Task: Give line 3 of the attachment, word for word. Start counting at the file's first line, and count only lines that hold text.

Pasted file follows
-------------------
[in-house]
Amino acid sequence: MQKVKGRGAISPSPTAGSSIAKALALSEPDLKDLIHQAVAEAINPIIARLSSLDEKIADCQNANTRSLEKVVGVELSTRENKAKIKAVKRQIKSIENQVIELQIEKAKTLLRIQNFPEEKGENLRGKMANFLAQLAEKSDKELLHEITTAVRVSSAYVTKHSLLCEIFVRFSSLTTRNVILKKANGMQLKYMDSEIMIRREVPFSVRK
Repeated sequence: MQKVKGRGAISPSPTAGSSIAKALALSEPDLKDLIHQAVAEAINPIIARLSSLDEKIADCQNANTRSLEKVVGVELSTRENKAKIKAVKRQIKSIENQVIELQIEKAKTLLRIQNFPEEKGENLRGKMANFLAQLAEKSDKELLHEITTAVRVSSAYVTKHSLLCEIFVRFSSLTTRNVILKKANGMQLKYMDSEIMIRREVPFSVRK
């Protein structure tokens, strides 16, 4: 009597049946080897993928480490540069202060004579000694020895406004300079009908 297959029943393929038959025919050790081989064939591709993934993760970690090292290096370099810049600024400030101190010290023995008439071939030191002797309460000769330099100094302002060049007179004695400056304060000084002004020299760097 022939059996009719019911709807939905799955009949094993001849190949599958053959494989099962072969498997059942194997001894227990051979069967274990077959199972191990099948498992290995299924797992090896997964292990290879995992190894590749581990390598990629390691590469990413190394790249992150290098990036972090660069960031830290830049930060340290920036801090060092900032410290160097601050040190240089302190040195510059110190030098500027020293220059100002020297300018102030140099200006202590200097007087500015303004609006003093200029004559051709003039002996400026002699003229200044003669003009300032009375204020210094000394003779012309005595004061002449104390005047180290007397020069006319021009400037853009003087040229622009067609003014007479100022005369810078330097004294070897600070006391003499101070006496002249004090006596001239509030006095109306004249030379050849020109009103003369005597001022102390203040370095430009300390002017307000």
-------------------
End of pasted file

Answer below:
Repeated sequence: MQKVKGRGAISPSPTAGSSIAKALALSEPDLKDLIHQAVAEAINPIIARLSSLDEKIADCQNANTRSLEKVVGVELSTRENKAKIKAVKRQIKSIENQVIELQIEKAKTLLRIQNFPEEKGENLRGKMANFLAQLAEKSDKELLHEITTAVRVSSAYVTKHSLLCEIFVRFSSLTTRNVILKKANGMQLKYMDSEIMIRREVPFSVRK